House GOP Leaders Rebuff Bush’s Raising Social Security Tax CapBy Richard W. Stevenson
and Robin Toner
The New York Times -- WASHINGTON
President Bush said Thursday that his push to overhaul Social Security “is going nowhere” unless he can convince Congress and the American people that there is a problem that must be addressed now. But his first effort to promote bipartisan trust, his suggestion this week that he might consider a tax increase, landed with a thud among senior Republicans on Capitol Hill.
To try to draw Democrats into negotiations and send a signal that he is serious about the need to take difficult steps to strengthen Social Security’s finances, Bush said in newspaper interviews published on Wednesday that he would not rule out increasing or eliminating the cap on wages subject to the Social Security payroll tax.
The White House’s overture was rebuffed by leaders of both parties in Congress on Thursday, underscoring the difficulty the administration is having in moving forward on the issue, which Bush has put at the top of his domestic agenda and made a test of his political clout.
The two senior Republicans in the House, Rep. Tom DeLay of Texas, the majority leader, and Rep. J. Dennis Hastert of Illinois, the speaker, indicated that raising the income limit subject to payroll taxes would be considered a tax increase on workers and their employers. Few issues unite Republicans more than opposition to tax increases, which they say hurt job creation and deter economic initiative.
Asked if Bush’s opening the door to consideration of lifting the wage cap would make it easier to get legislation moving in the House, DeLay replied: “No. Because we’re not going to do that.”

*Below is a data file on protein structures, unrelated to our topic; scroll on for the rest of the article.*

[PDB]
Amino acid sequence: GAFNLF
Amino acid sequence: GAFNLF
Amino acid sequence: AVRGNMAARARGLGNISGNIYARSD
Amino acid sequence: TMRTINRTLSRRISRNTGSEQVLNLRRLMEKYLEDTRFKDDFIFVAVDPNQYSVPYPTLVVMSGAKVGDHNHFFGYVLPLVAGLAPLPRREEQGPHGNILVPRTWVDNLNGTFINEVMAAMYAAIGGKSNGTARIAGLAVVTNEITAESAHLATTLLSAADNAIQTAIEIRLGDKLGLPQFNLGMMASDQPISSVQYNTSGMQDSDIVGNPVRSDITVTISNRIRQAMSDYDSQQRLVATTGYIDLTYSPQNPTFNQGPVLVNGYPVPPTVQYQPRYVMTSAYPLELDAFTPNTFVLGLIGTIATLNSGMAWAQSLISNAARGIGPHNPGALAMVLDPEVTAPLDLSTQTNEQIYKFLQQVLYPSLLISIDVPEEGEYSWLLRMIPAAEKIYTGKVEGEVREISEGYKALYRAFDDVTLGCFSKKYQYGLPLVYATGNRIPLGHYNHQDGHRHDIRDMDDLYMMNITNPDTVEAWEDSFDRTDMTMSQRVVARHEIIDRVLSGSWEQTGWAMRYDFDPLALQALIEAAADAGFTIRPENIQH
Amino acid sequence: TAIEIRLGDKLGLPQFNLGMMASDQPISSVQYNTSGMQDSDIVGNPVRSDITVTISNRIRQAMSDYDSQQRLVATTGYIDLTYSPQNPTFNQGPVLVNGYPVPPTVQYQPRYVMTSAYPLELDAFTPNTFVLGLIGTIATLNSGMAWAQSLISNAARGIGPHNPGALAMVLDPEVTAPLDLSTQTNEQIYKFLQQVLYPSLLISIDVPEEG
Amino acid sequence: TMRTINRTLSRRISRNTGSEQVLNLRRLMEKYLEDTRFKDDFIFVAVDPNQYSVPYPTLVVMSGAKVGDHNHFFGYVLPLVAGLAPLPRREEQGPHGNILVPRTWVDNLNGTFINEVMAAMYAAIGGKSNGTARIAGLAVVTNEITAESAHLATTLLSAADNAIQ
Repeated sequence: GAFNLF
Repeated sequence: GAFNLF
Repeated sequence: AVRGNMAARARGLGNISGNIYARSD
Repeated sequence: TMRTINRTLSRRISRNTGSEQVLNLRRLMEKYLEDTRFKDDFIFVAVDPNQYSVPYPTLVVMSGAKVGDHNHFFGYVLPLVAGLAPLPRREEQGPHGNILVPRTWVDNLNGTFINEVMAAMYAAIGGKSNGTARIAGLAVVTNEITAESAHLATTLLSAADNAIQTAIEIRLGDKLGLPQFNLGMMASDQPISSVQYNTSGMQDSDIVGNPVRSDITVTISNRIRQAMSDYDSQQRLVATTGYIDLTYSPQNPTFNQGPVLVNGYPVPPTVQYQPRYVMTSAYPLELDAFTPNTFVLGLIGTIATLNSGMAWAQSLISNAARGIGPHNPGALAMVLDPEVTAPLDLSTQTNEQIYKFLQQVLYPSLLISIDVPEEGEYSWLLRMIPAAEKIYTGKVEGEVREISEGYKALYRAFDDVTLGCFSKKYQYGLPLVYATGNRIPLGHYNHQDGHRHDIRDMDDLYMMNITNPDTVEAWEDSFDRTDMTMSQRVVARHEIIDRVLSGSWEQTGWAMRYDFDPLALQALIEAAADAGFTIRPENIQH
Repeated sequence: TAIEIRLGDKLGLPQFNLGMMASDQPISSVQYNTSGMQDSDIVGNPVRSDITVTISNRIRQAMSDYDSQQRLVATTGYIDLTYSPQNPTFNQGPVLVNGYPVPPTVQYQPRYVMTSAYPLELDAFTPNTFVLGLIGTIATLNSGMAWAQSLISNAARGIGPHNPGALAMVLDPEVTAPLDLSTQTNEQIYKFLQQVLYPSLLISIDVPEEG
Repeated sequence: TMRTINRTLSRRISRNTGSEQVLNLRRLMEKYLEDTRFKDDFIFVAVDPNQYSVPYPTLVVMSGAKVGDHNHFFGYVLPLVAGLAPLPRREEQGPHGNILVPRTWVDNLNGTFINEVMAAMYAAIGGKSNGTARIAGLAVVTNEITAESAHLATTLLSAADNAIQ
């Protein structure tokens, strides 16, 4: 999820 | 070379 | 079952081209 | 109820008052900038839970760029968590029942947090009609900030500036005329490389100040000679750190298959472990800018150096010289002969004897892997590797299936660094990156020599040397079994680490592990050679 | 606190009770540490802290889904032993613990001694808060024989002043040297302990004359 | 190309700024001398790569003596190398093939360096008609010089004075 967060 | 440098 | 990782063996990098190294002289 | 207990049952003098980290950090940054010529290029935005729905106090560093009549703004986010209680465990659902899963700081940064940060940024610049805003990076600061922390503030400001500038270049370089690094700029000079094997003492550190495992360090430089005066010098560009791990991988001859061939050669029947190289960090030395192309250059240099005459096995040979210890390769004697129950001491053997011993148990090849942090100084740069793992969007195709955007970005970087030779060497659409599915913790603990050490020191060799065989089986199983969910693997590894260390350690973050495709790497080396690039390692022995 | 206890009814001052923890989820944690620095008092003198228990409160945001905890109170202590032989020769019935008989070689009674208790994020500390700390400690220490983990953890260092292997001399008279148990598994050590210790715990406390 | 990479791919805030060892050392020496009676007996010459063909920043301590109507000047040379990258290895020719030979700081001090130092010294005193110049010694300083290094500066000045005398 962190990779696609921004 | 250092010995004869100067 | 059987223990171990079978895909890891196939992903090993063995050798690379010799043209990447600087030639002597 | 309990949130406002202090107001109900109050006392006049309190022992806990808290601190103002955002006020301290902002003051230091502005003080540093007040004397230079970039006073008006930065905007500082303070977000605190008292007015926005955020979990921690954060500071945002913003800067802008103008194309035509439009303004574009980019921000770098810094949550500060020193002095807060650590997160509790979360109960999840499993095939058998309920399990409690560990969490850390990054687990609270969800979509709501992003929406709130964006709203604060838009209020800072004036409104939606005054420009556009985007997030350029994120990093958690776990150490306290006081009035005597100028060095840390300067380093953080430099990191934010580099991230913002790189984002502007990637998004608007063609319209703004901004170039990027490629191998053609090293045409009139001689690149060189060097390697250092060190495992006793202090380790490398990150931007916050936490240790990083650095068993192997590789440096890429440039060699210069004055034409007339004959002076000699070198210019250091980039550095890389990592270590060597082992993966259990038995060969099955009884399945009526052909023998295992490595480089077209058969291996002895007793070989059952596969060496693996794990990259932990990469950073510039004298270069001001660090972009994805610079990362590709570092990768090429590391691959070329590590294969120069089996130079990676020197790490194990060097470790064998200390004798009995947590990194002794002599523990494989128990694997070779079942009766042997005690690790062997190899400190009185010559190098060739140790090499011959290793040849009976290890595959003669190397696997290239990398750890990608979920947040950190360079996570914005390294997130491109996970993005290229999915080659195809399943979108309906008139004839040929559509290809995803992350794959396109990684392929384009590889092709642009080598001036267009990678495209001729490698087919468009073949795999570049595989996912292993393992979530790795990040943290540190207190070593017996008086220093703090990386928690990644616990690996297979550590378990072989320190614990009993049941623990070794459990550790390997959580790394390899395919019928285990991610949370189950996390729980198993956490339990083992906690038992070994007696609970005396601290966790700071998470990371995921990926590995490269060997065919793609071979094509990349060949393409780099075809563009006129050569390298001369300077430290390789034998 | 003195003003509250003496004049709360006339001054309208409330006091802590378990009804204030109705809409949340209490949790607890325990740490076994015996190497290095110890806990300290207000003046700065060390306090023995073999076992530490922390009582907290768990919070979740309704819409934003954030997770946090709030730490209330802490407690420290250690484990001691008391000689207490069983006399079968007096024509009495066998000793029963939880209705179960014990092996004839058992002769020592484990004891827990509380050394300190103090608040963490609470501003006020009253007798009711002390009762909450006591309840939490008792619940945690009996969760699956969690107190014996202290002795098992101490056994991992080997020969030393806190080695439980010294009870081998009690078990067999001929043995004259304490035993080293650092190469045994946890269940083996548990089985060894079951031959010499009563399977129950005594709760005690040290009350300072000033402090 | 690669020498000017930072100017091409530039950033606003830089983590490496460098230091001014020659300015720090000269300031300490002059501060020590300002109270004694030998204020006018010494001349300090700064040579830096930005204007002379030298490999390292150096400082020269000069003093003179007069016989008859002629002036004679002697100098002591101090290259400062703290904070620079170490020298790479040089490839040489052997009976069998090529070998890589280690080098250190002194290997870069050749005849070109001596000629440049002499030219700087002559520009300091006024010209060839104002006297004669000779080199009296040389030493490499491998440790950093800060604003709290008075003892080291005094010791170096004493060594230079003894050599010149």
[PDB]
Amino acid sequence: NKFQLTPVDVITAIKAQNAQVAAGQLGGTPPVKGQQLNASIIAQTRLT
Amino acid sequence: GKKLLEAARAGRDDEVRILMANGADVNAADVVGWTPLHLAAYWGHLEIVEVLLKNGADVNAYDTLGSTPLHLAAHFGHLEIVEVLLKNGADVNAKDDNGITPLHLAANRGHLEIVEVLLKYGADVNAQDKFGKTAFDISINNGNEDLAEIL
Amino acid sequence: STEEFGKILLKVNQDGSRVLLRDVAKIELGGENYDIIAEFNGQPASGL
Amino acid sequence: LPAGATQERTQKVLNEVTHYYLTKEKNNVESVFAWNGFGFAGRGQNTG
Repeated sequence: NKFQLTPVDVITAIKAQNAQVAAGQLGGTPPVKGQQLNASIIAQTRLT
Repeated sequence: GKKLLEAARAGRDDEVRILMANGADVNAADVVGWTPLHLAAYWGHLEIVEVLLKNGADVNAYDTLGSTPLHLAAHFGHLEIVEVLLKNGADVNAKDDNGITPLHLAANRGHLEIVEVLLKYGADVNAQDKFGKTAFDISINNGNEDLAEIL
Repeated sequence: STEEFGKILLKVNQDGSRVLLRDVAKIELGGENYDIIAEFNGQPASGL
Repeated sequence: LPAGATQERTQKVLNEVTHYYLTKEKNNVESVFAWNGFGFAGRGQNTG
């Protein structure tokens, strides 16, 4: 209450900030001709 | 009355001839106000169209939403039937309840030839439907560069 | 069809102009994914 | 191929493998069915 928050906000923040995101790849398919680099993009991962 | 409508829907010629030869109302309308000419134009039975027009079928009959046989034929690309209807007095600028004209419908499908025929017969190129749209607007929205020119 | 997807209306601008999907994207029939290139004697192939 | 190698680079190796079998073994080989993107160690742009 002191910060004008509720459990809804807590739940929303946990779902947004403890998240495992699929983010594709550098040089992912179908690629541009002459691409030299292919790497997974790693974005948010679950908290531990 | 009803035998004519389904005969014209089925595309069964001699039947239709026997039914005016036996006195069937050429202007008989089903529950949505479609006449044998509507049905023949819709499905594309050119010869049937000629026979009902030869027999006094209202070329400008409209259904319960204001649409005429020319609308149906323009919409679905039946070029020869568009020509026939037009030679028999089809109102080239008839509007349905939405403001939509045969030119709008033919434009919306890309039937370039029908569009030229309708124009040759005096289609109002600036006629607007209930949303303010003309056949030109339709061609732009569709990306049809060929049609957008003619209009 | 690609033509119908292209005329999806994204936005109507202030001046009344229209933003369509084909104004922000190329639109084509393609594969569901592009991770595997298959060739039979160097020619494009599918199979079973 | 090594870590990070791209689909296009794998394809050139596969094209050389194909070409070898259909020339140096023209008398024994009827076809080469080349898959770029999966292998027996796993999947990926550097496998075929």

Asked why, DeLay replied, “That’s a tax increase.” Asked if it would be acceptable to his caucus, DeLay replied, “Nope, not at all.”
He added: “Besides, that’s not fundamental reform, it won’t do anything. If you completely remove the cap, it buys you six years, that’s not good.”
The payroll tax that finances Social Security is currently levied on annual wages up to $90,000, a ceiling that is increased each year in line with average wage growth. The 12.4 percent tax is split evenly between employers and workers.
Many proposals for shoring up Social Security’s finances include some type of increase in the cap as a way of holding down the level of benefit cuts, other tax increases or government borrowing that would otherwise be necessary.
Sen. Lindsey Graham, R-S.C., has proposed raising it to $200,000 as part of a plan that would also create individual investment accounts. A plan put forth by AARP, the lobbying organization for older Americans, calls for increasing it to $140,000.
Polls have shown that raising or eliminating the cap is consistently one of the most popular options for addressing the retirement system’s long-term financial imbalance.
For every $10,000 that the cap is raised, workers and employers would each pay an additional $620 a year in payroll taxes. But studies by the Social Security Administration suggest that even eliminating the cap entirely would only delay the onset of the system’s projected financial deficits by six or seven years and would have to be accompanied by other steps to ensure that its books balance over the long run.